Where Broadway leads, the West End will surely follow and so it is little surprise that Tony-winningBeautiful – The Carole King Musicalfound its way over here to the Aldwych Theatre. And I’m pleased to report that the transatlantic passage has gone most smoothly indeed to deliver an absolute treat of a show. When three of its four leading personnel are still very much alive and kicking, it is perhaps no surprise that Douglas McGrath’s book treads a rather respectable path through the first ten years of King’s career. But then she would be the first to say, with typical self-deprecating charm, that her life is hardly the most exciting, her dreams never the loftiest – it just so happens that beneath this veneer of ordinariness lay an absolute treasure trove of extraordinary music.
In a year celebrating the centenary of Joan Littlewood’s birth, the Theatre Royal Stratford East that she did so much to develop with Theatre Workshop can be forgiven for having a distinctly nostalgic tinge to its programming. But though this 1959 musical was both a critical and commercial success for Lionel Bart before he really hit the big time with Oliver!, it is also very much of its time and so proves a much less likely choice for revival than say, the glorious revisit ofOh What A Lovely Warat this same venue earlier this year.
Even at the point of its writing, Fings…basked in a glow of barely earned nostalgia, a picture postcard version of the Soho underworld with an almost cartoon-like like approach to violence and absolutely no sense of responsibility or repercussions at all. The book was written by an ex-convict no less, Frank Norman, so one can see from where this longing for the good old days has sprung but it doesn’t undo the unpalatability of the material as it stands. And excusing it because it is a musical and so is all just good fun feels lazy and near irresponsible.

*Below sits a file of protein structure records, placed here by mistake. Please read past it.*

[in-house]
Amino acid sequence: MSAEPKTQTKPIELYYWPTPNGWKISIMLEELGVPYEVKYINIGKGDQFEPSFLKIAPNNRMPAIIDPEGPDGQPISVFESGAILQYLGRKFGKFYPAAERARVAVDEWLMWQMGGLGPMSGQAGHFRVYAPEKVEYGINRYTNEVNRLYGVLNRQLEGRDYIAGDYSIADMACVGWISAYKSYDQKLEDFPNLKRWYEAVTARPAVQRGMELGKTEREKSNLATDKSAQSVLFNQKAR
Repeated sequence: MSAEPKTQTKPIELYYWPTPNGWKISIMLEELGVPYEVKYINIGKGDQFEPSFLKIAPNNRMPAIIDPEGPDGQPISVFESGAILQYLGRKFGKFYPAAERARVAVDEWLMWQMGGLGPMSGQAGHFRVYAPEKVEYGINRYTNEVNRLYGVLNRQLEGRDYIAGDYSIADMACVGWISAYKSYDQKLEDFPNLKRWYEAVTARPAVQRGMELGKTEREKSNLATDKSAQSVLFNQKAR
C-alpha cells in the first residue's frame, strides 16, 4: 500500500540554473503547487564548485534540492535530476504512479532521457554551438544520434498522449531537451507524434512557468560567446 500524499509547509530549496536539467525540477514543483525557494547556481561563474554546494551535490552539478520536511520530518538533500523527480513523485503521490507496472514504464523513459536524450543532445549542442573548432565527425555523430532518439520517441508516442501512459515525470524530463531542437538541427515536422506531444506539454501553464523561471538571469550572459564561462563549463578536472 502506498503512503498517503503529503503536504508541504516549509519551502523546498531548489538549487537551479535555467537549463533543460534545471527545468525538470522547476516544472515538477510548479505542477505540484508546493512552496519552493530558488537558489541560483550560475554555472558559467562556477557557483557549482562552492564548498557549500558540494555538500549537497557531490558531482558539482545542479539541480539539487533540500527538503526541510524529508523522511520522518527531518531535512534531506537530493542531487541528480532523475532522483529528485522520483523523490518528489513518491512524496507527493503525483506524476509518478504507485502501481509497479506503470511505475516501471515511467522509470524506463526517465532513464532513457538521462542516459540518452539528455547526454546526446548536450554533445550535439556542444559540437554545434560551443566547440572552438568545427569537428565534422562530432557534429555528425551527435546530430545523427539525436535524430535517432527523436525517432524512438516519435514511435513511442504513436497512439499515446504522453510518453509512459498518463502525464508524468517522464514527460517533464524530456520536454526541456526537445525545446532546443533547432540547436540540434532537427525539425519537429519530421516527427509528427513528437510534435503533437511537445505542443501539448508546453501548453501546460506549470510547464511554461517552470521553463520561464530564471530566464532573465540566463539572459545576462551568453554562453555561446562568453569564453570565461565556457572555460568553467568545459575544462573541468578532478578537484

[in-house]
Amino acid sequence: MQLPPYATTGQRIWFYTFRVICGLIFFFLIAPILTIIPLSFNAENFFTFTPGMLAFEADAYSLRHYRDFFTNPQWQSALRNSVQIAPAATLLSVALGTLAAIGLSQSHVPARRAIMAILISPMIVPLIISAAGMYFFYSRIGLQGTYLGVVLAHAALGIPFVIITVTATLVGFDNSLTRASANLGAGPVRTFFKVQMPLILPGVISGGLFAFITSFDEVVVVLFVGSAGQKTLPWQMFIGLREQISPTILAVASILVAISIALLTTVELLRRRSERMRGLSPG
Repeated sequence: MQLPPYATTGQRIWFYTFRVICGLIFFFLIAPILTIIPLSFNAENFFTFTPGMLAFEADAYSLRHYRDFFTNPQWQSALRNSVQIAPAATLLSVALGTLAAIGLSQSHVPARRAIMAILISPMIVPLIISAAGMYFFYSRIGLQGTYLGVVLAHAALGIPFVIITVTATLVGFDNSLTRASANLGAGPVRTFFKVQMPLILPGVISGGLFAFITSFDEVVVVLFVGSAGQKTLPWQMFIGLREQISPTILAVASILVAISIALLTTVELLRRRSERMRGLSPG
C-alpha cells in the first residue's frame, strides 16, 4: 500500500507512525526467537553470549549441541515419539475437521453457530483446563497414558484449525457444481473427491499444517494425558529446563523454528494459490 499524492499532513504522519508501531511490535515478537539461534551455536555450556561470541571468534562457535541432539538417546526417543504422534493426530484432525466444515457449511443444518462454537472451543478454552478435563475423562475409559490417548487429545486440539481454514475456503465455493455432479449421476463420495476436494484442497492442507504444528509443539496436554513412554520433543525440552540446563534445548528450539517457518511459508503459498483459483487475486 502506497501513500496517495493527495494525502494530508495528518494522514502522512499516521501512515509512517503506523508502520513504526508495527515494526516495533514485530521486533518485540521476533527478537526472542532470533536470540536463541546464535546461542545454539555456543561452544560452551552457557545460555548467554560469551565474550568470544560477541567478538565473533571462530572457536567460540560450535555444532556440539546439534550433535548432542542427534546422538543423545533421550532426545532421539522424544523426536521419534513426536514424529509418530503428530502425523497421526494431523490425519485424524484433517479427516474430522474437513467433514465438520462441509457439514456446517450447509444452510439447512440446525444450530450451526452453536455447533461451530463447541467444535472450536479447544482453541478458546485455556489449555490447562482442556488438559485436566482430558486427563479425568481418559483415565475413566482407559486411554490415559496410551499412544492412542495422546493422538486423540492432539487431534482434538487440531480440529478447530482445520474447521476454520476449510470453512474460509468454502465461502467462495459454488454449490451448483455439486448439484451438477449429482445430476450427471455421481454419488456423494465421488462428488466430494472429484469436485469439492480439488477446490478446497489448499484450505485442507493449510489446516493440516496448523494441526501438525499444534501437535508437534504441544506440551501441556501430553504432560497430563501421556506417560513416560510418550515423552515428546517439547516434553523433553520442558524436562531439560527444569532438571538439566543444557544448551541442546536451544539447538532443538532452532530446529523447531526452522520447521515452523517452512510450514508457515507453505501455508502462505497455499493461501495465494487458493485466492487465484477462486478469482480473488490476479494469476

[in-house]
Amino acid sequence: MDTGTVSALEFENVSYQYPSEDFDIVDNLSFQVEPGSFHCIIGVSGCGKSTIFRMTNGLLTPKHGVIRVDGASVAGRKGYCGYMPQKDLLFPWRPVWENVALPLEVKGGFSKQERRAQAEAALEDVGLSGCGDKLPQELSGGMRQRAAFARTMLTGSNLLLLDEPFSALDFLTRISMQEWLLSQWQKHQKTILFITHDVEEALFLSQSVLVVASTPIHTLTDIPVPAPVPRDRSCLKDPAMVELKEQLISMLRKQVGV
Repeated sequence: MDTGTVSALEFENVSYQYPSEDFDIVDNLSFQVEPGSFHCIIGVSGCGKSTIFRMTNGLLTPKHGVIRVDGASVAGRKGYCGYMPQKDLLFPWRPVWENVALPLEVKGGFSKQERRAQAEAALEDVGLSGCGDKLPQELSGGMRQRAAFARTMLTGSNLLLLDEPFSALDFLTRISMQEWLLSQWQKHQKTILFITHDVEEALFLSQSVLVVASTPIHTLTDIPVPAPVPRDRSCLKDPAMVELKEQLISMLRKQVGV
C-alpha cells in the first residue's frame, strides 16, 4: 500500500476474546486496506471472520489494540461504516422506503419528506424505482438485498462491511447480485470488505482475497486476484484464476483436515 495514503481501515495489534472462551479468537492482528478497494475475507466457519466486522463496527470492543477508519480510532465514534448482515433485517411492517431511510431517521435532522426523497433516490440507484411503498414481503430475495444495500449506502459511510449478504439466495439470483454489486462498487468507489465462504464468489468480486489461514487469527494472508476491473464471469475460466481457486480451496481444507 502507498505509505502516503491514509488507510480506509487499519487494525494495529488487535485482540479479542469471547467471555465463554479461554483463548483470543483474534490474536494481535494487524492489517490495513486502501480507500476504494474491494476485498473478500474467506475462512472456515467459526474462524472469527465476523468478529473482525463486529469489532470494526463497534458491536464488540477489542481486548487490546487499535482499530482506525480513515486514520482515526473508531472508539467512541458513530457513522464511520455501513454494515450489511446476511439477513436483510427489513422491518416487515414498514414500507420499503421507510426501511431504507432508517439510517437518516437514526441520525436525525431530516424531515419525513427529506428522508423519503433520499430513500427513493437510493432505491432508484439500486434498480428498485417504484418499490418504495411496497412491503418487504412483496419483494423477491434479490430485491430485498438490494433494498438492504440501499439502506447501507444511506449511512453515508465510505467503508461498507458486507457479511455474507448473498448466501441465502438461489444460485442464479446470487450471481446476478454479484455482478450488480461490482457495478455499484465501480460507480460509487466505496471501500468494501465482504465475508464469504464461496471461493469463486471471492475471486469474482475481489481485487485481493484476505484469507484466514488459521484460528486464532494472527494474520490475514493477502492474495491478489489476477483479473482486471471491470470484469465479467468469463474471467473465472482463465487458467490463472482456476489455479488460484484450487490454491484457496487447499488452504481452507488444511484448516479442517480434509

It seems like Peter Pan had the right idea. For in new musical Lost Boy, those that left Neverland and started to grow up end up variously as gay trapeze artists, opium addicts, Parisian showgirls, miserable bankers, wannabe Jungians and prostitutes. The concept of growing up is at the heart of Phil Willmott’s new show which largely takes place in the dreamworld of Captain George Llewelyn Davies, one of the boys who inspired JM Barrie to write one of the most iconic pieces of children’s fiction but whose shadow is hard to escape.
A few years on from the writing of Peter Pan, Llewelyn Davies finds himself preparing for battle on the eve of the First World War, emotionally unprepared for military leadership yet societally conditioned with a gung-ho war mentality. And as he closes his eyes for a moment, he dreams of being Peter Pan, all grown up in London with Wendy, Tinker Bell, Tootles and the rest but now they’re no longer in Neverland, the dilemmas they face are those of humdrum normality, that is until war is declared. Continue reading “Review: Lost Boy, Finborough Theatre”